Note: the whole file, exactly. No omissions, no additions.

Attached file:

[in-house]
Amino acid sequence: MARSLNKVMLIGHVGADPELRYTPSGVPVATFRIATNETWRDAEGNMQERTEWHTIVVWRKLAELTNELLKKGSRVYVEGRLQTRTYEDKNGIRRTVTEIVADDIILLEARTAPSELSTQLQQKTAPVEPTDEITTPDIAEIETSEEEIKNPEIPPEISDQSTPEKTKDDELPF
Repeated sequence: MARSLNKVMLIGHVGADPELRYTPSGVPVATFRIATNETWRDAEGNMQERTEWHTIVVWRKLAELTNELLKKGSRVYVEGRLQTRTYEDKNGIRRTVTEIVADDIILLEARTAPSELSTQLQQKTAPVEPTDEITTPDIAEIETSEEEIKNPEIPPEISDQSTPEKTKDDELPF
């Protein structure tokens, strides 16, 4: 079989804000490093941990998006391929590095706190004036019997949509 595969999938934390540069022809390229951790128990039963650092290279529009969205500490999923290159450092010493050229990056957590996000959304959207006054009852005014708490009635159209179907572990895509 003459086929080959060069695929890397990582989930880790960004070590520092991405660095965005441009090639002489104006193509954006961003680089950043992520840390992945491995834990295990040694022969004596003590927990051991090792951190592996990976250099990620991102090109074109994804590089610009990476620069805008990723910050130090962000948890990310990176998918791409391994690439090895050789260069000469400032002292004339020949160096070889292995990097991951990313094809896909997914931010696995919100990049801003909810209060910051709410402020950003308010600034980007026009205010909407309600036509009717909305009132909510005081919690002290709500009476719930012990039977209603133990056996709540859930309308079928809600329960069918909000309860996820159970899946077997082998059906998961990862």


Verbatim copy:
[in-house]
Amino acid sequence: MARSLNKVMLIGHVGADPELRYTPSGVPVATFRIATNETWRDAEGNMQERTEWHTIVVWRKLAELTNELLKKGSRVYVEGRLQTRTYEDKNGIRRTVTEIVADDIILLEARTAPSELSTQLQQKTAPVEPTDEITTPDIAEIETSEEEIKNPEIPPEISDQSTPEKTKDDELPF
Repeated sequence: MARSLNKVMLIGHVGADPELRYTPSGVPVATFRIATNETWRDAEGNMQERTEWHTIVVWRKLAELTNELLKKGSRVYVEGRLQTRTYEDKNGIRRTVTEIVADDIILLEARTAPSELSTQLQQKTAPVEPTDEITTPDIAEIETSEEEIKNPEIPPEISDQSTPEKTKDDELPF
């Protein structure tokens, strides 16, 4: 079989804000490093941990998006391929590095706190004036019997949509 595969999938934390540069022809390229951790128990039963650092290279529009969205500490999923290159450092010493050229990056957590996000959304959207006054009852005014708490009635159209179907572990895509 003459086929080959060069695929890397990582989930880790960004070590520092991405660095965005441009090639002489104006193509954006961003680089950043992520840390992945491995834990295990040694022969004596003590927990051991090792951190592996990976250099990620991102090109074109994804590089610009990476620069805008990723910050130090962000948890990310990176998918791409391994690439090895050789260069000469400032002292004339020949160096070889292995990097991951990313094809896909997914931010696995919100990049801003909810209060910051709410402020950003308010600034980007026009205010909407309600036509009717909305009132909510005081919690002290709500009476719930012990039977209603133990056996709540859930309308079928809600329960069918909000309860996820159970899946077997082998059906998961990862």